A question... Finding culture info. FW Angels  -11/27/2007 Sir, I m Fatima, PG student in Aquaculture at CIFE Mumbai. I would like to know about the works done on Angelfish Pterophyllum spp. (e.g.. effect of temperature on the reproduction of angelfish). this will help me to continue my research on angelfish . please help me for the same with your valuable knowledge Thanking You Fatima S. Hameed M.F.Sc Aquaculture CIFE Mumbai <Mmm, much of the more recent pet-fish literature is picked up by citation services... Am very sure you're familiar with computer search bibliographies, and am as sure that all pertinent culture info. for Pterophyllum is available... Bob Fenner>

Angelfish repro.   4/27/07 Hi. This is Glenda. How are you? <Fine, how are you?> It's been a long time since I last wrote to you on the 25th July 2006. I guess that's because everything has been going ok with my fish so far. Now, I just watched my angelfish (black & silver female) laid eggs about an hour ago and the male (orange & white) fertilized them. Actually they are still at it. I never knew they crossbred. <They aren't crossbreeding. They're the same species so it's about as surprising as people of different skin colour breeding, i.e., not surprising at all.> Quite interesting but my problem is they laid them on the tube of my Aquaclear filter. What do I do from here? <At best, take the tube out and replace with another from the store. Rear the eggs yourself in another tank. Angels are terrible parents, and routinely eat the eggs, so almost all angelfish breeding is done manually. Actually, wild-caught angels are very good. But mass-produced angels are very poor.> I believe the other fish (2 gouramis, 2 Plecos, 2 guppies, 1 black ghost, 2 upside-down catfish, 1 yoyo loach, 2 rainbow sharks, 1 albino shark) in the tank will eat the eggs or the young ones when they hatch. <Yes they will. The catfish or loaches during he night.> Thanks for your advice. <Good luck, Neale>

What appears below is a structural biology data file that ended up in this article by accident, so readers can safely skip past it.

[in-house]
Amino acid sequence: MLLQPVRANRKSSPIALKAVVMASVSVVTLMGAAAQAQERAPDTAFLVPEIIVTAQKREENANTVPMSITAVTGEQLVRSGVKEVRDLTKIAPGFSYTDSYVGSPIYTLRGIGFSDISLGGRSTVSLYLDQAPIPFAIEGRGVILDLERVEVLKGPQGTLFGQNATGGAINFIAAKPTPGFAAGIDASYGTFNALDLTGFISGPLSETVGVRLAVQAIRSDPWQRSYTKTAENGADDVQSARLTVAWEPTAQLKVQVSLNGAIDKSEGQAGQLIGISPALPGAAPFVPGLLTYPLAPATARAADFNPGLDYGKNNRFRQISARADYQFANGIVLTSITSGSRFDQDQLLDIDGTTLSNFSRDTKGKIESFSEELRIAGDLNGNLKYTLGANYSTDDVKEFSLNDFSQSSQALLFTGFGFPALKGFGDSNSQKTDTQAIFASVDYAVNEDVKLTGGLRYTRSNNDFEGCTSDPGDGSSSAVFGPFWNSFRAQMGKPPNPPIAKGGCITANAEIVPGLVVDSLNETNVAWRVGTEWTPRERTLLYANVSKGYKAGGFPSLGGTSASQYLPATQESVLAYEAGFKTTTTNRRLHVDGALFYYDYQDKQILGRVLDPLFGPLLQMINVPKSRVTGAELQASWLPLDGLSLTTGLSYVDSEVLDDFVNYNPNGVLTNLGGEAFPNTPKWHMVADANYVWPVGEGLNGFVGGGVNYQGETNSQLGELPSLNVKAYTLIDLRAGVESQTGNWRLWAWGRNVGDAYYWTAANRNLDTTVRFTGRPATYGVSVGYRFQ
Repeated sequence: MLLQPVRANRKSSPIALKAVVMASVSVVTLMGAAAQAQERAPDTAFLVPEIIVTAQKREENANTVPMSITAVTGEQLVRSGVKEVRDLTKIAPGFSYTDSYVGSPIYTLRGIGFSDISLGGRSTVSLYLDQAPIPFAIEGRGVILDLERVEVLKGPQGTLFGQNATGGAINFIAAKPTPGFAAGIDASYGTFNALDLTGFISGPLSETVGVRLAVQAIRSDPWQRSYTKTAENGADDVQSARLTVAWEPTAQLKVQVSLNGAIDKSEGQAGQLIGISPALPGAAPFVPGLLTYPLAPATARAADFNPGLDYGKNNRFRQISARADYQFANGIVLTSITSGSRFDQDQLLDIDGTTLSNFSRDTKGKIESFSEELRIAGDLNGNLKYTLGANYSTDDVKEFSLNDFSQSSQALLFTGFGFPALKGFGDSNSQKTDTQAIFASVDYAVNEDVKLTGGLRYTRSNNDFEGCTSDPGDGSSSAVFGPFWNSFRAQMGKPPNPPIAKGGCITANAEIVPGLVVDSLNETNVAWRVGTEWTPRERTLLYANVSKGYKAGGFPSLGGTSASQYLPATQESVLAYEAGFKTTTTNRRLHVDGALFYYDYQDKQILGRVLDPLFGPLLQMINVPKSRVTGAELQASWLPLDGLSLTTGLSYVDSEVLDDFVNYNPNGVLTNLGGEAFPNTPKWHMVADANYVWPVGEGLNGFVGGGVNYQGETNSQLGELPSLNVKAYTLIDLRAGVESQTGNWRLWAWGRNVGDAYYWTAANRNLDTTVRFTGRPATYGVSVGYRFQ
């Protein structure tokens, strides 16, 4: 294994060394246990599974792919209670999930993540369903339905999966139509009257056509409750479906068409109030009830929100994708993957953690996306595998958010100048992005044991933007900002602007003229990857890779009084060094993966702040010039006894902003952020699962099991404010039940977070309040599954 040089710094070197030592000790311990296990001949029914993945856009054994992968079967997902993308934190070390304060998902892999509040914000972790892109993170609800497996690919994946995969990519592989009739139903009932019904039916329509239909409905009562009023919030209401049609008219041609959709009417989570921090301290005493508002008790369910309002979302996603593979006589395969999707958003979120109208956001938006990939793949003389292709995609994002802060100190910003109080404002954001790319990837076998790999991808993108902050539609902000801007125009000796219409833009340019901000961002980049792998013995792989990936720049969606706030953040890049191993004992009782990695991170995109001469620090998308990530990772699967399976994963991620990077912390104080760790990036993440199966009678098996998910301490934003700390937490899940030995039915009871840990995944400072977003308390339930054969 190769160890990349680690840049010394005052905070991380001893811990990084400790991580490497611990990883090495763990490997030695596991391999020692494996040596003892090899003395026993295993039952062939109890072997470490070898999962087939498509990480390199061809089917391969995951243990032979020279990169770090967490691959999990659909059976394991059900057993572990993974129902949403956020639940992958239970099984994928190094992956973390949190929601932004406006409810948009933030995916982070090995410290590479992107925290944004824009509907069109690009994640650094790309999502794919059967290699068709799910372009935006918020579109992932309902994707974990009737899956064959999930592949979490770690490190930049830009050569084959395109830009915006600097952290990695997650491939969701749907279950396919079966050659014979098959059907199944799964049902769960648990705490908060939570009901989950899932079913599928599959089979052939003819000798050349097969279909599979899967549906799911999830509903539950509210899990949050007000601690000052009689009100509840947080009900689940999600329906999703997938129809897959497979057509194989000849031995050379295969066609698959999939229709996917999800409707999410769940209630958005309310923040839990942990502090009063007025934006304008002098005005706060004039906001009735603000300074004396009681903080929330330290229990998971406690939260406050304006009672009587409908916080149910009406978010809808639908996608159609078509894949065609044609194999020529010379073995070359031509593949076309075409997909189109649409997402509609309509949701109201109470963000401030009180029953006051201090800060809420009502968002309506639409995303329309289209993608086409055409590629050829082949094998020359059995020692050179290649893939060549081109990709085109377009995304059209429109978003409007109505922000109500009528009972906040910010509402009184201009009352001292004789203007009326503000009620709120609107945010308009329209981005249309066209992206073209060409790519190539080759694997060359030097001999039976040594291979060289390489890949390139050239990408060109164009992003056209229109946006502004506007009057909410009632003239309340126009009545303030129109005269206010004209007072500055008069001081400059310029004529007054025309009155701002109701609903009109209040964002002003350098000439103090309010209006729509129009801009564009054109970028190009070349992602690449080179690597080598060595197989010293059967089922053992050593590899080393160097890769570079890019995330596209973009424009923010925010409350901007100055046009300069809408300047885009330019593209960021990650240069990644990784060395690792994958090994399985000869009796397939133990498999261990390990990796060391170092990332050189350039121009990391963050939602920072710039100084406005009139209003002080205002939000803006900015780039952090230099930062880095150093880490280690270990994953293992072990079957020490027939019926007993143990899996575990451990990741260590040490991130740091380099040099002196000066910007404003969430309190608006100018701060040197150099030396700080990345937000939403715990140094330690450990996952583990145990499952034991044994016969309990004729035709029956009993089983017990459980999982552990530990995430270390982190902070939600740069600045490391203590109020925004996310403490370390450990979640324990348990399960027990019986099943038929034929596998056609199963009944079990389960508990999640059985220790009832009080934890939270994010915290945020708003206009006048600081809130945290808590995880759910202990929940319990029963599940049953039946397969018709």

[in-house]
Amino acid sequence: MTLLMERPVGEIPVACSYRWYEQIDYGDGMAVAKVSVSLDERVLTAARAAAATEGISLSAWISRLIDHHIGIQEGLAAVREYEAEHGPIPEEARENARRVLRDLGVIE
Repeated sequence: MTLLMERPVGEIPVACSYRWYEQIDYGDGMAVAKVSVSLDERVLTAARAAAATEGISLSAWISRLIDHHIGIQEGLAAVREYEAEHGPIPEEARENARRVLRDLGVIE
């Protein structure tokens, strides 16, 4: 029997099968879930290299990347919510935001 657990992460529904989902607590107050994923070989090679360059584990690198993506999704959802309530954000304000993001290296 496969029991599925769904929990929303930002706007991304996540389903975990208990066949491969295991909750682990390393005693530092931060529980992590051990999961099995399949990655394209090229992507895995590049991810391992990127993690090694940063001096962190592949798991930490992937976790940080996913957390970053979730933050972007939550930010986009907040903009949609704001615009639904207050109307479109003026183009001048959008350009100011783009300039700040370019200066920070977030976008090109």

Maybe Angel Fish Eggs   4/12/07 Hello everyone how's it going. <Well, it's going...> I have a 45 gallon show tank with two angel fish, now I have reason to believe that they have laid eggs on my filter tube. <Not impossible. But be sure not to confuse with snail eggs. If they're arranged one at a time on the tube and about 1 mm across, they're fish eggs, if they're a lump of jelly with lots of tiny eggs inside them, they're snail eggs.> There little white and clear circles which I believe to be eggs of the angel fish because 1 of the angel fish wont let any of the other fish near them not even the other angel which is a little bit smaller. Ever since these eggs showed up my two angel fish have been fighting each other locking lips and biting off scales. <Sounds nasty. Keep an eye for infections, and if the fins start looking tatty or you see red sores or wounds, add Melafix or equivalent.> Why do you guys think there fighting all of a sudden... <Difficult to say. But wild angels are *not* schooling fish when spawning, and pairs will naturally hold a territory (usually a bit of wood) and shoo off any other angels. As with other cichlids where the males and females are similar, angels works as a pair and share child minding duties more or less equally. The problem is that mass-produced angels simply don't behave in the same way as wild angels, and are very difficult to predict, with some specimens being gentle and harmless and other homicidal (piscicidal?) maniacs. This is why angelfish breeders tend to get six or more juveniles, rear them together, and then isolate matched pairs that seem to be working out and get rid of the rest. Putting two together and hoping for the best doesn't normally work, even if you can sex them (which you can't, at least not reliably).> ...and do you think that's those white and clear balls on my filter are eggs, do you think I should remove one of the angels? <Angelfish make, in my opinion/experience, terrible parents. Any natural skills they had for rearing baby angels have long since been bred out of them by generations of commercial spawning in favour of colours, longer fins, etc. They are the complete opposite of Kribs, which are the most amazing parents even in community tanks. So if you want baby angels, yes, remove the eggs. If you don't care, leave them in. Usually the angels eat the eggs after a day or two. Anyway, there are lots of Angelfish resources here; start at http://www.wetwebmedia.com/FWSubWebIndex/fwangelfishes.htm and work outwards.>   Thanks <Cheers, Neale>